Blogger . 22/07/2010 09:45:35
By Dr Pat Tissington, Associate Dean Business Partnerships, Aston Business School
With the school holidays fast approaching, it is now the time that we think about taking time off. And we should - even though the idea of having time when you aren't actually at work and still being paid for it, is a concept our great grandparents would have not understood at all. But should we take holidays - and should managers encourage their staff to do so? I always insist any staff reporting to me take their full allocation - and this even back when I was personally paying their wages out of my own money. Why? The business case for doing so is even more persuasive than the pretty good moral one.
When I was running my own business, I was completely reliant on the ingenuity, intelligence and hard work of my team. In a way nothing has changed because of course I still am reliant on my team and colleagues, but I no longer physically write the cheques. So if they are not in the office, they are not productive? No. They can take their Blackberries with them and I can contact them from time to time when on holiday. Absolutely not! If someone is on holiday, that means no contact what ever - the only exception would be a major fatality but perhaps the readers would have other exceptions they might suggest?
My view is that if you are doing your job properly, you should have planned sufficiently well to be able to cope whilst someone is away. You should also be organised enough so you work the hours you are contracted and no more - more on this topic another time. Time away (completely away) from work gives you time to re-charge, to re-set yourself and potentially start afresh. It is amazing how different things can look if you genuinely come to them after putting them to aside for a while. I recommend my students finish their essays at least a week before they are due, put them to one side and them only come back to them having left them for several days. My experience is that often you can see glaring flaws which were invisible when deeply engrossed.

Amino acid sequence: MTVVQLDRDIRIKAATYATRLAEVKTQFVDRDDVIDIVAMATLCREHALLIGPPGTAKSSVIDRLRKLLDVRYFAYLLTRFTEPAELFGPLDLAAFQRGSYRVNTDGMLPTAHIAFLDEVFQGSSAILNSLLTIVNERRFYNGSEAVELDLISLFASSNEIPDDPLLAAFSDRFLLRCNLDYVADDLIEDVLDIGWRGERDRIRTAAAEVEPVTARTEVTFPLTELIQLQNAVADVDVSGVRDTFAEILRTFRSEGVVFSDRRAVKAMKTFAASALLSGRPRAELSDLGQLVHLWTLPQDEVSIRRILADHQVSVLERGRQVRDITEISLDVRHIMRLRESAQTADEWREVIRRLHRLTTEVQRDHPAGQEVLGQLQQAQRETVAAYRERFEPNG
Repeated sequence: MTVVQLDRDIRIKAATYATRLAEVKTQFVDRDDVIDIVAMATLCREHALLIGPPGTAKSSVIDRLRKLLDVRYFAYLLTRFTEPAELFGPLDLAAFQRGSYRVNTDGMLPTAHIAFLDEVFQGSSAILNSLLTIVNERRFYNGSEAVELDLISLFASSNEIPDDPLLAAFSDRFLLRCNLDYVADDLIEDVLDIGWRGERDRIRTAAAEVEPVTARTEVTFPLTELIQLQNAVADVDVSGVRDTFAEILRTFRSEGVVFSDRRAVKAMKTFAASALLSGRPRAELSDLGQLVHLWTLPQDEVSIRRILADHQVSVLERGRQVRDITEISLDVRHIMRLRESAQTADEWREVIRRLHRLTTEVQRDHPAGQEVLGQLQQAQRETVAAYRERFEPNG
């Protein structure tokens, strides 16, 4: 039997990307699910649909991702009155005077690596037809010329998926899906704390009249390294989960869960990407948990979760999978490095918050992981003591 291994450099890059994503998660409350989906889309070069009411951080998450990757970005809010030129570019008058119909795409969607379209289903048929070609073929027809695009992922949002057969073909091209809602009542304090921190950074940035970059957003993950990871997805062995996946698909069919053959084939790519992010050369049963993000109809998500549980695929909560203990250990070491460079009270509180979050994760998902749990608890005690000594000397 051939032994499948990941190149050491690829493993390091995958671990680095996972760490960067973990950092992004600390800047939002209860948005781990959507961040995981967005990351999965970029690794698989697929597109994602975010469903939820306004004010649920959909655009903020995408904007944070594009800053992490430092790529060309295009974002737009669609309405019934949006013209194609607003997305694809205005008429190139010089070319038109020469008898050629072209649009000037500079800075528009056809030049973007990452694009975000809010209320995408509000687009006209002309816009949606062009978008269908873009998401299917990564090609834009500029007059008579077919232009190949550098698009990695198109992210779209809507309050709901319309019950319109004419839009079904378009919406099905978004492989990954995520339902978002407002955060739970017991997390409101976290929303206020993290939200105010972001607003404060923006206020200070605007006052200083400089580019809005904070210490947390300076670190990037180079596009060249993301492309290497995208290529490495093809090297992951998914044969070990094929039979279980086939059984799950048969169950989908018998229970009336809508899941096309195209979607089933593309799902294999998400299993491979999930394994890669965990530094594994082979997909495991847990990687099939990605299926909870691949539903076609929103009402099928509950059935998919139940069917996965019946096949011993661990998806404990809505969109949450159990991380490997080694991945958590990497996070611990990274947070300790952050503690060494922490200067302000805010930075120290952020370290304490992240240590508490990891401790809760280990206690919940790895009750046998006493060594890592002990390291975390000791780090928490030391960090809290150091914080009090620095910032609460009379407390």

But you should plan for holidays - for yourself and your team. Make sure it is factored into project timelines, targets and that you have sufficient cover. It is completely pointless allowing someone holiday but not covering their work because if they will come back after holiday and essentially have to make up for the "lost" week or two. This is not a holiday. It is theft of your staff's time and shows a lack of planning and consideration. This sort of thing has a disastrous effect on motivation and therefore productivity. The best out of office email I ever saw said "I am out of the office until xxxx, when I return I will delete all emails so if your message is urgent, please re-send it after that day." When I tried it, how many emails were re-sent? One - and this was only to say "sorry for disturbing you whilst on holiday, the issue has been dealt with and I hope you had a nice time." I also got a complaint but this was only from a colleague who seemed to think I should be available to him 24/7. Sorry, but I try to be better organised than that.
So, my rules of holidays:
- insist your staff take all of their holiday
- take most of yours
- plan for it so there isn't a mountain of emails and a backlog of tasks when they return
- do not look at email or check voicemail when on holiday
- in fact, buy a cheap pay as you go phone ( you can get them for about a fiver these days) and leave your work mobile switched off and at home
Now for two cautionary tales about Blackberries. A very high flying business person I know went on holiday to a smart hotel somewhere very warm. On the first day, her daughter threw the Blackberry in the swimming pool. Surely the sign of spending too much time on mobile email. The second is similar but perhaps more heartbreaking. I have a friend whose small son used to take it very seriously when he was given a wish - the sort of thing you get when cutting a birthday cake. His wish was always the same: please take daddy's phone away.
This post first appeared on Dr Pat Tissington's blog for the Birmingham Post on 20 July 2010
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